Dawn breaks behind the Houses of Parliament and the statue of Winston Churchill in Westminster, London, Britain June 24, 2016.
Global financial markets plunged as results from June 23's referendum showed a near 52-48% split for leaving.
The pound fell more than 10% against the dollar to levels last seen in 1985, its biggest one-day fall in history, and European shares plummeted more than 8%, headed for their biggest ever one-day fall.
Billions of dollars were wiped off European banks' market value, with Britain's Royal Bank of Scotland, Barclays and Lloyds Banking Group the biggest fallers.
Cameron, who lost his gamble betting the nation's future on an outcome he predicted would be catastrophic, said he would resign as prime minister by October.
"I do not think it would be right for me to be the captain that steers our country to its next destination," he said in a televised address outside his Downing Street office.
Quitting the EU could cost Britain access to the EU's trade barrier-free single market and mean it must seek new trade accords with countries around the world. The United Kingdom itself could break apart, with leaders in Scotland -- where nearly two-thirds of voters wanted to stay in the EU -- calling for a new vote on independence.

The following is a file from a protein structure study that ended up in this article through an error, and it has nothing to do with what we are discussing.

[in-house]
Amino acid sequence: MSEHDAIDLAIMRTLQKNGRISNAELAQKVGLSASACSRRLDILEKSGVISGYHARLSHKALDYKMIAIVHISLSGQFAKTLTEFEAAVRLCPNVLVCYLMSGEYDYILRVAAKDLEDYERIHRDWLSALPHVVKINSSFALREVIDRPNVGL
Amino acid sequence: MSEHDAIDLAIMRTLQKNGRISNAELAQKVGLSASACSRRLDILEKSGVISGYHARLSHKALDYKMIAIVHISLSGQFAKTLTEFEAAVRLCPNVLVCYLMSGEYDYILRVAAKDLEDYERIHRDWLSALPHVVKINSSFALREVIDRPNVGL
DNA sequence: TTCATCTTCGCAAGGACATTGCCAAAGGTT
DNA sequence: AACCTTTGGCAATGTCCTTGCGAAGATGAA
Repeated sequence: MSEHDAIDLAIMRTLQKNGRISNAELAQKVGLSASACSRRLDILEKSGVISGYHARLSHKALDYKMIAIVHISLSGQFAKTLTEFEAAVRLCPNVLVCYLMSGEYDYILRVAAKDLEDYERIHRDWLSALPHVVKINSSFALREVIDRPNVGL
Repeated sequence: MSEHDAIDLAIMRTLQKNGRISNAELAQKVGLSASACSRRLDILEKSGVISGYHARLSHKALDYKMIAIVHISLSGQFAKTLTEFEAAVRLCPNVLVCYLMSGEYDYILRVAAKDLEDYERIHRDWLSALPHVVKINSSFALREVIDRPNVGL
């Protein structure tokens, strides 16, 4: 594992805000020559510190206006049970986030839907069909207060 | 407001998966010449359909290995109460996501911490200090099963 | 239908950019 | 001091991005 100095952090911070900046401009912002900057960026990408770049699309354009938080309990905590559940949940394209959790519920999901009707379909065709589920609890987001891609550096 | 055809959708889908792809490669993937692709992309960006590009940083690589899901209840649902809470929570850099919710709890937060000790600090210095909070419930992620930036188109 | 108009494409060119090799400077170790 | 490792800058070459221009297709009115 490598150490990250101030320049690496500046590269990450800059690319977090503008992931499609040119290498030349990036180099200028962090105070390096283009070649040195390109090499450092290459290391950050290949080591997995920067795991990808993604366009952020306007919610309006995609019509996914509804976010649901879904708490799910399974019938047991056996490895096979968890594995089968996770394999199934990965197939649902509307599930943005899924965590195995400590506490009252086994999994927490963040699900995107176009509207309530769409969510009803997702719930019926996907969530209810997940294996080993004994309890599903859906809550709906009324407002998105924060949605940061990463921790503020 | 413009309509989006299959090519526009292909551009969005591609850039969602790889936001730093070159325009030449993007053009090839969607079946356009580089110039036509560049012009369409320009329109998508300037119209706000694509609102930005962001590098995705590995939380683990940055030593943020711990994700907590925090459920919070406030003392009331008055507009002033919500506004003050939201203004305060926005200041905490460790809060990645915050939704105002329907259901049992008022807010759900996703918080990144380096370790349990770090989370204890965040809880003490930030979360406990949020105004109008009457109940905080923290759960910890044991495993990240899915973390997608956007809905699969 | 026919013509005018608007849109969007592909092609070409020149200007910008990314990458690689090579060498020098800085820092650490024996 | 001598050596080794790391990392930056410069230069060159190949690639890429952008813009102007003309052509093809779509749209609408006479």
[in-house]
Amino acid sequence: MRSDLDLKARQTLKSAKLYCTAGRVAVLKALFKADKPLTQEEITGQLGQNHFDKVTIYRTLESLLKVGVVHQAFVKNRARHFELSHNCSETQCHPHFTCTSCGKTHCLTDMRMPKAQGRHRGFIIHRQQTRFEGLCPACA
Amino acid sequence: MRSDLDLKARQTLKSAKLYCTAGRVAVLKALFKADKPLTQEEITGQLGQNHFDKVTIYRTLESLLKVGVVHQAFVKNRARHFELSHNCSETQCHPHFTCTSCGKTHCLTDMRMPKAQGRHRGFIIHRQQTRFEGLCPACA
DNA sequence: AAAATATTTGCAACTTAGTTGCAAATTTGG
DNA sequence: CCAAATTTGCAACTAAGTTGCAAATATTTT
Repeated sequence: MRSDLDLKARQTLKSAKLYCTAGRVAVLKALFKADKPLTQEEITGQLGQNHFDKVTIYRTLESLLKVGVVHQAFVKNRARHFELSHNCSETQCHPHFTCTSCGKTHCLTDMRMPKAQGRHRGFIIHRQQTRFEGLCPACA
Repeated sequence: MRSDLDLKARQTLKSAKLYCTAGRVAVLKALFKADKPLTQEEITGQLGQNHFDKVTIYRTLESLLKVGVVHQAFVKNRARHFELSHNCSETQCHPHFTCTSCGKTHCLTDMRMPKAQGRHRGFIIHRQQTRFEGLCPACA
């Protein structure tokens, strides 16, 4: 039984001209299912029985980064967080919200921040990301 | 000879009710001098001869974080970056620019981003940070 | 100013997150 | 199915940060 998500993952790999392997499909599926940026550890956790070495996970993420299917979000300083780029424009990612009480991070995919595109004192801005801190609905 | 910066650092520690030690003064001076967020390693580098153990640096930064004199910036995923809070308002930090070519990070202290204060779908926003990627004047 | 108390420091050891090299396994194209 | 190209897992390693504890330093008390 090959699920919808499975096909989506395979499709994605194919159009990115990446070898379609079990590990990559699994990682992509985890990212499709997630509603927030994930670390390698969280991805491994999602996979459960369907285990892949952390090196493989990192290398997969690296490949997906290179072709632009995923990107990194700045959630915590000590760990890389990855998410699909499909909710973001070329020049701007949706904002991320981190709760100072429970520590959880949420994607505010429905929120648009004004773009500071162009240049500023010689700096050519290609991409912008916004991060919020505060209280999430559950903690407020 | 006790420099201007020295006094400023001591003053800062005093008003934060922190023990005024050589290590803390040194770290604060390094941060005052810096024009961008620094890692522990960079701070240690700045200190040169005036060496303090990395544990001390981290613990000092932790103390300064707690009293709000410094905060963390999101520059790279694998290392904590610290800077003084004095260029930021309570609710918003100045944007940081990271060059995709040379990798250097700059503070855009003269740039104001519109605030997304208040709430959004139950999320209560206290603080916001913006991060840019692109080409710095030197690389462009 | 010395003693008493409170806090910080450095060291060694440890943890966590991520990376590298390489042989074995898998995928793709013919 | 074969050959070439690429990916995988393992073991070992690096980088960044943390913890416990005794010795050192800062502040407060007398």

The EU for its part will be economically and politically damaged, facing the departure not only of its most free-market proponent but also a member with a U.N. Security Council veto and powerful army. In one go, the bloc will lose around a sixth of its economic output. Populist leaders in France and the Netherlands demanded their own referendums to leave.
The vote will initiate at least two years of divorce proceedings with the EU, the first exit by any member state. Cameron said it would be up to his successor to formally start the exit process.
His Conservative Party rival Boris Johnson, the former London mayor who became the most recognisable face of the "leave" camp, is now widely tipped to seek his job.